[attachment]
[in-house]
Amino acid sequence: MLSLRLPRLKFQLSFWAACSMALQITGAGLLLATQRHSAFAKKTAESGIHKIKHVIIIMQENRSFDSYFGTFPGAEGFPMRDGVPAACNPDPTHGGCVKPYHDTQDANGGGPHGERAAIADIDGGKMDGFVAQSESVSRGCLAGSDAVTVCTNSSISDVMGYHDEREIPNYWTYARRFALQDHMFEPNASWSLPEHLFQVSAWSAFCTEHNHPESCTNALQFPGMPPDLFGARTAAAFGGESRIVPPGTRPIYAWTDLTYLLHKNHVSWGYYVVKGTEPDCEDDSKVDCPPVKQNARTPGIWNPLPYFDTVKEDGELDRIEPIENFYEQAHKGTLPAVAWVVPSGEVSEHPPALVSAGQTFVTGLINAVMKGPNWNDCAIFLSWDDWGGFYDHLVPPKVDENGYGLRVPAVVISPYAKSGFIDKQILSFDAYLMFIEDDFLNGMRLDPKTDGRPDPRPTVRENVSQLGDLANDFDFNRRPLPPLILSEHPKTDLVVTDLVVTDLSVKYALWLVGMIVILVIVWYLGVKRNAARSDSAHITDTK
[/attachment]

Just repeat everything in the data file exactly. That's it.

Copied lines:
[in-house]
Amino acid sequence: MLSLRLPRLKFQLSFWAACSMALQITGAGLLLATQRHSAFAKKTAESGIHKIKHVIIIMQENRSFDSYFGTFPGAEGFPMRDGVPAACNPDPTHGGCVKPYHDTQDANGGGPHGERAAIADIDGGKMDGFVAQSESVSRGCLAGSDAVTVCTNSSISDVMGYHDEREIPNYWTYARRFALQDHMFEPNASWSLPEHLFQVSAWSAFCTEHNHPESCTNALQFPGMPPDLFGARTAAAFGGESRIVPPGTRPIYAWTDLTYLLHKNHVSWGYYVVKGTEPDCEDDSKVDCPPVKQNARTPGIWNPLPYFDTVKEDGELDRIEPIENFYEQAHKGTLPAVAWVVPSGEVSEHPPALVSAGQTFVTGLINAVMKGPNWNDCAIFLSWDDWGGFYDHLVPPKVDENGYGLRVPAVVISPYAKSGFIDKQILSFDAYLMFIEDDFLNGMRLDPKTDGRPDPRPTVRENVSQLGDLANDFDFNRRPLPPLILSEHPKTDLVVTDLVVTDLSVKYALWLVGMIVILVIVWYLGVKRNAARSDSAHITDTK